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Perceptions of disability among south Asian immigrant mothers of children with disabilities in Canada: implications for rehabilitation service delivery



Perceptions of disability among south Asian immigrant mothers of children with disabilities in Canada: implications for rehabilitation service delivery



Disability and Rehabilitation 33(6): 511-521



The objectives of this study were to describe perceptions of disability among South Asian immigrant mothers of children with disabilities in a large multicultural urban centre in Ontario, Canada, and to explore how these perceptions influence rehabilitation services. The study was built on our previous work conducted with mothers in South Asia. A descriptive qualitative research design was employed. Semi-structured interviews were conducted with five mothers who had immigrated to Canada from South Asia in the last decade, and whose children were receiving outpatient rehabilitation services. Three primary themes were identified: (1) perceptions of disability reflected a mix of traditional and western beliefs; (2) mothers experienced physical, emotional and social suffering related to socio-cultural and material barriers and (3) mothers' primary goal for their children was the achievement of independent walking, which was linked to notions of achieving a ?normal? life and the desire for more rehabilitation interventions. South Asian immigrant mothers' perceptions of their children's disabilities had important similarities and differences to mothers living in South Asia. Healthcare professionals can assist families in managing and coping with their child's disabilities by exploring their unique values and beliefs and identifying achievable outcomes together.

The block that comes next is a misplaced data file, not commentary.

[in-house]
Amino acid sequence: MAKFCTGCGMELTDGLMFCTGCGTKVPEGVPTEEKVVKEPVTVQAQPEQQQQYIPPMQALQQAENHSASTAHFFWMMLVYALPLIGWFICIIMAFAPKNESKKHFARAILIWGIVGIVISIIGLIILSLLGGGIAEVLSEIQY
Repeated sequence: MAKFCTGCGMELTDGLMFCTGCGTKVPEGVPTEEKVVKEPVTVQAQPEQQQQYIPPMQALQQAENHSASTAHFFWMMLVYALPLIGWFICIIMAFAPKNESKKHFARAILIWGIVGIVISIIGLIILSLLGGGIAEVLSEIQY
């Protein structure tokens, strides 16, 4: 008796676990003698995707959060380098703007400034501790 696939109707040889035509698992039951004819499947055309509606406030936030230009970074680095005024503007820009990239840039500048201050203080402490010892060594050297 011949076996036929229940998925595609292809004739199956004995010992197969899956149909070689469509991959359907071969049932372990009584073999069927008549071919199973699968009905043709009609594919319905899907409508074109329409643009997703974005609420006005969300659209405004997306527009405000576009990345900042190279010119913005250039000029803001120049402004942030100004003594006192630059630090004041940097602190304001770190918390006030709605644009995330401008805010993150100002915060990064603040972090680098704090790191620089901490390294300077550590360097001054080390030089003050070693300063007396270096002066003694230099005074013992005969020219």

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Accession: 054918462

Download citation: RISBibTeXText

PMID: 20597810

DOI: 10.3109/09638288.2010.498549


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